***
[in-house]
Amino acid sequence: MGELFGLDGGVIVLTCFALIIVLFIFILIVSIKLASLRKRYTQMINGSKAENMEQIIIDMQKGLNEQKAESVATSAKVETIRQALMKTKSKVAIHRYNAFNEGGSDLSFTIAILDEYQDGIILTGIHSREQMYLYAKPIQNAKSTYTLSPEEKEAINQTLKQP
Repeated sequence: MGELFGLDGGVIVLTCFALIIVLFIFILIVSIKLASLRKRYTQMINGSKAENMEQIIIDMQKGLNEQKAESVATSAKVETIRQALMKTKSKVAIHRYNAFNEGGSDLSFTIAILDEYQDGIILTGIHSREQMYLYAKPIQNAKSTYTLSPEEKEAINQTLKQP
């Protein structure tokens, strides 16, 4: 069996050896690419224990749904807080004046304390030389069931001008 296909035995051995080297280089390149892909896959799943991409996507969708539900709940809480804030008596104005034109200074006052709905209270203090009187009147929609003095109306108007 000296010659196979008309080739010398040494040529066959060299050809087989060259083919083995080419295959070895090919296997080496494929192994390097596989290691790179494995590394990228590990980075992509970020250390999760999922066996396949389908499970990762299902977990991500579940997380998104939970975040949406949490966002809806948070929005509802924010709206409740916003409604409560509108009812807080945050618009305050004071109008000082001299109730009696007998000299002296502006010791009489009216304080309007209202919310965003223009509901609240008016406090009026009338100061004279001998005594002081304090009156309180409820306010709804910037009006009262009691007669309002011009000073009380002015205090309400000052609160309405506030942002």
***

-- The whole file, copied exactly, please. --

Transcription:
[in-house]
Amino acid sequence: MGELFGLDGGVIVLTCFALIIVLFIFILIVSIKLASLRKRYTQMINGSKAENMEQIIIDMQKGLNEQKAESVATSAKVETIRQALMKTKSKVAIHRYNAFNEGGSDLSFTIAILDEYQDGIILTGIHSREQMYLYAKPIQNAKSTYTLSPEEKEAINQTLKQP
Repeated sequence: MGELFGLDGGVIVLTCFALIIVLFIFILIVSIKLASLRKRYTQMINGSKAENMEQIIIDMQKGLNEQKAESVATSAKVETIRQALMKTKSKVAIHRYNAFNEGGSDLSFTIAILDEYQDGIILTGIHSREQMYLYAKPIQNAKSTYTLSPEEKEAINQTLKQP
């Protein structure tokens, strides 16, 4: 069996050896690419224990749904807080004046304390030389069931001008 296909035995051995080297280089390149892909896959799943991409996507969708539900709940809480804030008596104005034109200074006052709905209270203090009187009147929609003095109306108007 000296010659196979008309080739010398040494040529066959060299050809087989060259083919083995080419295959070895090919296997080496494929192994390097596989290691790179494995590394990228590990980075992509970020250390999760999922066996396949389908499970990762299902977990991500579940997380998104939970975040949406949490966002809806948070929005509802924010709206409740916003409604409560509108009812807080945050618009305050004071109008000082001299109730009696007998000299002296502006010791009489009216304080309007209202919310965003223009509901609240008016406090009026009338100061004279001998005594002081304090009156309180409820306010709804910037009006009262009691007669309002011009000073009380002015205090309400000052609160309405506030942002």